ln(taxable incomet–1) and ln(taxable incomet/taxable incomet–1)
Spline of ln(taxable incomet–1) and spline of ln(taxable incomet/taxable incomet–1)
1980 to 1987 0.666 (0.116)
1988 to 1998 0.191 (0.059)
1980 to 1998 0.334 (0.053)
498,867 Notes: Estimates are based on Statistics of Income data. Estimates are from 2SLS regressions. The income range is $10,000 and above. Regressions are weighted by the inverse of sampling probabilities and by income (see the third section). Robust standard errors (clustered by individual) are in parentheses.
29 Dropping ﬁ lers with base–year ages greater than 60 and excluding the age variables results in estimates that
responses because exogenous income trends, which are known to ﬂ uctuate from year to year and to vary greatly across the taxable income distribution, pose problems for other identiﬁ cation strate-gies. Furthermore, excluding changes to state rates would likely bias the net–of–tax rate variable, thus contaminating the ETI estimates.
A caveat to including state rates is that, to some degree, state tax rates are likely endogenous because some people base their decision to live in a particular state,
at least partially, on its tax system.30
Feld-stein and Wrobel (1998) contend that states are limited in their ability to redistribute income. A move toward a more progres-sive state tax system, it is argued, will be met by out–migration of high–paying jobs. For this state, pre–tax wages would rise (and employment would fall) in the high–skilled sector, resulting in the same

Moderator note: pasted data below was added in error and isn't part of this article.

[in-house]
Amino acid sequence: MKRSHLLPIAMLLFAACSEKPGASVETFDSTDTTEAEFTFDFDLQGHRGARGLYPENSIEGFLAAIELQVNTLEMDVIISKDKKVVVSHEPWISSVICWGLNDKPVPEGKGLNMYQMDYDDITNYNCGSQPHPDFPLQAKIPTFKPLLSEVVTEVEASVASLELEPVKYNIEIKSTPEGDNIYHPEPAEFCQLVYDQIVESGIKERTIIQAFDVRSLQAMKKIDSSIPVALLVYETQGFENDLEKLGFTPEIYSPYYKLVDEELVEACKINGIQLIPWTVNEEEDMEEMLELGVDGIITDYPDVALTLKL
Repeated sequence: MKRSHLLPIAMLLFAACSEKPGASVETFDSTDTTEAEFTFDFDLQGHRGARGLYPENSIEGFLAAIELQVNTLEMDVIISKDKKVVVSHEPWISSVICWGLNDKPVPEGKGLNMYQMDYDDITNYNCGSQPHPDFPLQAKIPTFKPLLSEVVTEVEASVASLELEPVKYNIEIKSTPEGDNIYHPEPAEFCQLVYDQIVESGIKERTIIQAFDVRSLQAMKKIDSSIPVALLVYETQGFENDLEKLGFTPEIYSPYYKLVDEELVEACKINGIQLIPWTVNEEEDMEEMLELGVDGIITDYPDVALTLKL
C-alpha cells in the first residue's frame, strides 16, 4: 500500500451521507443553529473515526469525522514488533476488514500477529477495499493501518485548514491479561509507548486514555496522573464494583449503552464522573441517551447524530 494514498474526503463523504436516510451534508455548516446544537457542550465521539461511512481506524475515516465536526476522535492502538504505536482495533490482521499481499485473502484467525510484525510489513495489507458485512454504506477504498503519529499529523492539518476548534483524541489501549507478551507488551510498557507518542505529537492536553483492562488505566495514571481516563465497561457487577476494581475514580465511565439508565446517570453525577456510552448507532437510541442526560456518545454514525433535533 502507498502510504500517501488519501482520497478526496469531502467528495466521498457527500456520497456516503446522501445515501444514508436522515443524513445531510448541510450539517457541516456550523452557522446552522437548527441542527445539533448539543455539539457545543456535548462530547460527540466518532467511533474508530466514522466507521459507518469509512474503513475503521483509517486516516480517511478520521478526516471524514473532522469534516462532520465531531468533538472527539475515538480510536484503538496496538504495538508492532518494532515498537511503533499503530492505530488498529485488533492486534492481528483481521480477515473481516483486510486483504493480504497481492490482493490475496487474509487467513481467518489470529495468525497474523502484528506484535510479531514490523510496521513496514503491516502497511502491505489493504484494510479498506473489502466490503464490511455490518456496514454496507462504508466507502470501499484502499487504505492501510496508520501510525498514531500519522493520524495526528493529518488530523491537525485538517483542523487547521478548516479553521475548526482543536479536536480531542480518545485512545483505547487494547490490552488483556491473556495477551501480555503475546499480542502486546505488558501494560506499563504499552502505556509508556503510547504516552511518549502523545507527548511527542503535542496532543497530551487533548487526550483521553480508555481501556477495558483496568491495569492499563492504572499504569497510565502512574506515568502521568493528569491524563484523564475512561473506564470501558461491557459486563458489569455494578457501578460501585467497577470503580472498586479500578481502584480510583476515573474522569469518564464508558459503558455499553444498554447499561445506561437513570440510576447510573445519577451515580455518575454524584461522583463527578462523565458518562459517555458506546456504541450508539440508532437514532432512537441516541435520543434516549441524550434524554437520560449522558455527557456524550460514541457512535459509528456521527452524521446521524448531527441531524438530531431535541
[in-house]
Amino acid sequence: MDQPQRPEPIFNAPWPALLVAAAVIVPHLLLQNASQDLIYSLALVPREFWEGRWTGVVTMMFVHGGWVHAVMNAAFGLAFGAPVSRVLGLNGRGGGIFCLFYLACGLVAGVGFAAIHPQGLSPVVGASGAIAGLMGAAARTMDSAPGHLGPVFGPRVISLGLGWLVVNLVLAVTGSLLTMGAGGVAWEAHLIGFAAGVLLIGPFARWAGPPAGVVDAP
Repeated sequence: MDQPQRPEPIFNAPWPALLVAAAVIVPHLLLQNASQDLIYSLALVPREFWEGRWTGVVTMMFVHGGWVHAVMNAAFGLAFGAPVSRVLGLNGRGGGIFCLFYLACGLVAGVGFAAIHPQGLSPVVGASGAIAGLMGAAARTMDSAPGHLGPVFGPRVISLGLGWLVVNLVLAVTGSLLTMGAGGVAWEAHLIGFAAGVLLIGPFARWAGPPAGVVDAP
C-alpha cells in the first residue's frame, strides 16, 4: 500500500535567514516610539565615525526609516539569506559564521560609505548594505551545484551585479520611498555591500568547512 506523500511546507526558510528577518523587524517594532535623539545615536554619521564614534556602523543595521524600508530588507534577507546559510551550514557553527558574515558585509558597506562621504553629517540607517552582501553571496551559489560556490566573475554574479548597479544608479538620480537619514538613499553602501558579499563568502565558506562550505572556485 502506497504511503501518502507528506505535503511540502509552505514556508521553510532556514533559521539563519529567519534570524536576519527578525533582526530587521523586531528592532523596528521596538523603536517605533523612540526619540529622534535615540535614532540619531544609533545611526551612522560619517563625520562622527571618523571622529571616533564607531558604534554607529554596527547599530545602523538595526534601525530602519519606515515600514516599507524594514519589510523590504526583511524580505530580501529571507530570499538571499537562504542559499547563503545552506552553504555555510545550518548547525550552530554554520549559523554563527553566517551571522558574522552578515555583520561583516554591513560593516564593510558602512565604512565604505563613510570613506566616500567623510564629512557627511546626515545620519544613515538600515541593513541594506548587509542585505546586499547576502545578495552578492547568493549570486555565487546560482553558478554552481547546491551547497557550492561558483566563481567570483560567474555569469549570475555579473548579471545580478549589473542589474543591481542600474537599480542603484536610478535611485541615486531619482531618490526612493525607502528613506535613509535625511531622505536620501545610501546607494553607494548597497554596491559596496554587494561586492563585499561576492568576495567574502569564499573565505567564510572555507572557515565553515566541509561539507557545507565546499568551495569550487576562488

level of after–tax income inequality.31 The
endogeneity of state rates is not neces-sarily an issue when state rates increase uniformly across the income distribution, and these increased revenues are used to provide services whose beneﬁ ts are also widespread. It is much more likely to be relevant when states alter the progres-sivity of their tax system, or alter their rates uniformly without commensurate
changes to government services.32 In
sum, migration in response to state tax changes is in itself a behavioral response to taxation, but one that complicates the
ETI estimation process.33
While it is not known how great the role of interstate migration and wage capital-ization is when analyzing changes to state tax rates, it is possible to estimate elas-ticities for models that exclude variation resulting from federal rates, and for models that exclude variation resulting from state tax rates. Simply excluding one component of the overall marginal rate will likely add little insight because doing so presumes that one component of the overall marginal rate is responsible for the entire tax effect. Thus, the log change in the overall tax rate is still used as the key dependent variable, but in one specification the predicted log change in the state rate is used as an instrument (instead of the corresponding change resulting from changes to both federal and state law) and in the other the predicted log change for only the federal rate is used as an instrument. Therefore, on average the key dependent variable will be the same as before, but the variation in this variable will now be based on only one of the two components of the overall marginal tax rate.
The model that includes a ten–piece spline and uses just the federal rate as an instrument yields estimates that are very similar to those from the corresponding model that includes variation from the combination of federal and state tax rates. This is true for both broad and taxable income (see Panel 1 of Table 12).